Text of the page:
Recognizing Heat Stress in Dairy Cows

Feeding dairy cows at the University of Florida's Dairy Research Unit in Hague, Florida.  Bos taurus, dairy cattle, livestock, industry, DRU.  UF/IFAS Photo: Tyler Jones.

In persistent hot, sunny and humid conditions, cows can become overheated and may not produce as well, or may experience health issues. This two-page fact sheet written by Izabelle Toledo and Geoffrey Dahl and published by the UF/IFAS Department of Animal Sciences lists the signs of heat stress in dairy cows.

How Are Cows Cooled on Dairy Farms in Florida?

Dairy cows being milked in a milking parlour at the Shenandoah Dairy Farm. Milking, milk production.

While hot and humid conditions cause grief for dairy producers, additional impacts of heat and humidity on the dairy cow are sometimes overlooked. These conditions and their associated losses in productivity pose a growing concern to dairy producers, as more frequent and severe fluctuations in temperature, precipitation, and droughts are predicted to occur in the United States. This new 4-page document discusses heat stress in the dairy industry, the Florida dairy heat stress abatement survey, and heat stress abatement for lactating cows, dry cows, and dairy calves. Written by Bethany Dado-Senn, Geoffrey E. Dahl, and Jimena Laporta, and published by the UF/IFAS Department of Animal Sciences, April 2019.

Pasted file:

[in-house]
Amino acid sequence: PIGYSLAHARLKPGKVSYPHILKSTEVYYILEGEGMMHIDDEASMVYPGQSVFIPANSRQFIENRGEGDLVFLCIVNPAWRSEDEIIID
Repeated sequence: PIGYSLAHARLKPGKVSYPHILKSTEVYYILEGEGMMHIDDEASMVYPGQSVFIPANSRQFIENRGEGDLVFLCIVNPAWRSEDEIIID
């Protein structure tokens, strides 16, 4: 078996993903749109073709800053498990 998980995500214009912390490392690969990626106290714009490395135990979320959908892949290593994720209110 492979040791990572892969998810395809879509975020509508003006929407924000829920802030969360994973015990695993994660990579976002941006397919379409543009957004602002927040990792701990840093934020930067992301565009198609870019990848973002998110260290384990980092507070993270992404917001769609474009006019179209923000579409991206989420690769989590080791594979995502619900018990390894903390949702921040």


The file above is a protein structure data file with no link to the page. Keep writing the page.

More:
Economic Feasibility of Cooling Dry Cows: Findings and Spreadsheet

A cow in a stockade at a small dairy farm.

The negative effects of heat stress in lactating cows are well known, but only recent studies have explored those effects along with the full benefits of cooling dry cows. Recent work at the University of Florida has demonstrated the benefits of dry cow cooling on calf performance and cow health in the next lactation. This 5-page fact sheet discusses the economic losses from milk production due to heat stress, investment, utilities, maintenance, and feasibility analysis. Written by Fernanda Ferreira, Geoffrey Dahl, and Albert De Vries, and published by the UF/IFAS Department of Animal Sciences, March 2018.